Factors which increase the risk for skeletal fluorosis
The risk for developing skeletal fluorosis, and the course the disease will take, is not solely dependent on the dose of fluoride ingested. Indeed, people exposed to similar doses of fluoride may experience markedly different effects. While the wide range in individual response to fluoride is not yet fully understood, the following are some of the factors that are believed to play a role.
Skeletal Fluorosis: The Misdiagnosis Problem
It is a virtual certainty that there are individuals in the general population unknowingly suffering from some form of skeletal fluorosis as a result of a doctor's failure to consider fluoride as a cause of their symptoms. Proof that this is the case can be found in the following case reports of skeletal fluorosis written by doctors in the U.S. and other western countries. As can be seen, a consistent feature of these reports is that fluorosis patients--even those with crippling skeletal fluorosis--are misdiagnosed for years by multiple teams of doctors who routinely fail to consider fluoride as a possible cause of their disease.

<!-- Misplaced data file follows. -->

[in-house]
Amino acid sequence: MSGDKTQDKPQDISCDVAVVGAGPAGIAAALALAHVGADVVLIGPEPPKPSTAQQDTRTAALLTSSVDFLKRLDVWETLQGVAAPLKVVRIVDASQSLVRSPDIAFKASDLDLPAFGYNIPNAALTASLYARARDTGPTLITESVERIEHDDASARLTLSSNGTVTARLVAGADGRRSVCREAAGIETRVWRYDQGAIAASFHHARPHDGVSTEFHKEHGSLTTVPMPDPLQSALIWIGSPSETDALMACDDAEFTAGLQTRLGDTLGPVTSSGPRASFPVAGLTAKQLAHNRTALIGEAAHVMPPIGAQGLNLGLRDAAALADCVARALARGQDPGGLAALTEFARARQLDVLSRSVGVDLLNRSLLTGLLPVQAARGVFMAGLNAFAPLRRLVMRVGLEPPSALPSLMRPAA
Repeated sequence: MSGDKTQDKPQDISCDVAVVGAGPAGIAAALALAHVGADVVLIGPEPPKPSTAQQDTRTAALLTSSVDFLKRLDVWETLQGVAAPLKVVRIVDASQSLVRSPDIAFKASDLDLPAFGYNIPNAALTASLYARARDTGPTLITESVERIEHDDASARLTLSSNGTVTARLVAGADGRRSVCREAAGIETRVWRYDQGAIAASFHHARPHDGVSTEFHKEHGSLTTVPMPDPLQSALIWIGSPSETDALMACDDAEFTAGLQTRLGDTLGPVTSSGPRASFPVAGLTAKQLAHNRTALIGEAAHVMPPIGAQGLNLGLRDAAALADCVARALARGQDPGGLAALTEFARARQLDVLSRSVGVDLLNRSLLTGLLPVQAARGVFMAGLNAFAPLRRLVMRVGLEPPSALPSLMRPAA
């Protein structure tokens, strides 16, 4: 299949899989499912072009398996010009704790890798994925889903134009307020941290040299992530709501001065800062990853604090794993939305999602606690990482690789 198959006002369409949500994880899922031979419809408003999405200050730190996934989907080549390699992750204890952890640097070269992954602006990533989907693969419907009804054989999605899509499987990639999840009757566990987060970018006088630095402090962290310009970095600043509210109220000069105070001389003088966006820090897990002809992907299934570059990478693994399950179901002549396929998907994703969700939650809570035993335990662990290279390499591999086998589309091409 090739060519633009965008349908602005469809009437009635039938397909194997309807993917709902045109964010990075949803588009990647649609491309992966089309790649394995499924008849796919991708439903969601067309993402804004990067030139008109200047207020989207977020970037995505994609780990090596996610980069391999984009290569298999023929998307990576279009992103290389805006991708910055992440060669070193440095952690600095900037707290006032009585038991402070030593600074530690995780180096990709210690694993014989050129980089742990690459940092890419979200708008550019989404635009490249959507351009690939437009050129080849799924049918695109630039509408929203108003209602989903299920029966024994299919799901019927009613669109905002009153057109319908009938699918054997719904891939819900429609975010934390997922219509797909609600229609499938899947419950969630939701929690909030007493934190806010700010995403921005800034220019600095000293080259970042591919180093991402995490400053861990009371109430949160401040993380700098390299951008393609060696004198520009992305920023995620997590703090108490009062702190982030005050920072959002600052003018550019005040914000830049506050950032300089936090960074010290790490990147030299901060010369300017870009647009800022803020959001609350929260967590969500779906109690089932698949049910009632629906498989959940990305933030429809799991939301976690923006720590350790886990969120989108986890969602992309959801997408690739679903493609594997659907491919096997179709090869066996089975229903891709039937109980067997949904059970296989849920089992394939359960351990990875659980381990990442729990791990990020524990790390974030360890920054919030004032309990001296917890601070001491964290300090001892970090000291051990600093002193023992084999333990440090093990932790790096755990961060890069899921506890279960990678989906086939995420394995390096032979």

As demonstrated by the studies below, skeletal fluorosis may produce adverse symptoms, including arthritic pains, clinical osteoarthritis, gastrointestinal disturbances, and bone fragility, before the classic bone change of fluorosis (i.e., osteosclerosis in the spine and pelvis) is detectable by x-ray. Relying on x-rays, therefore, to diagnosis skeletal fluorosis will invariably fail to protect those individuals who are suffering from the pre-skeletal phase of the disease. Moreover, some individuals with clinical skeletal fluorosis will not develop an increase in bone density, let alone osteosclerosis, of the spine. Thus, relying on unusual increases in spinal bone density will under-detect the rate of skeletal fluoride poisoning in a population.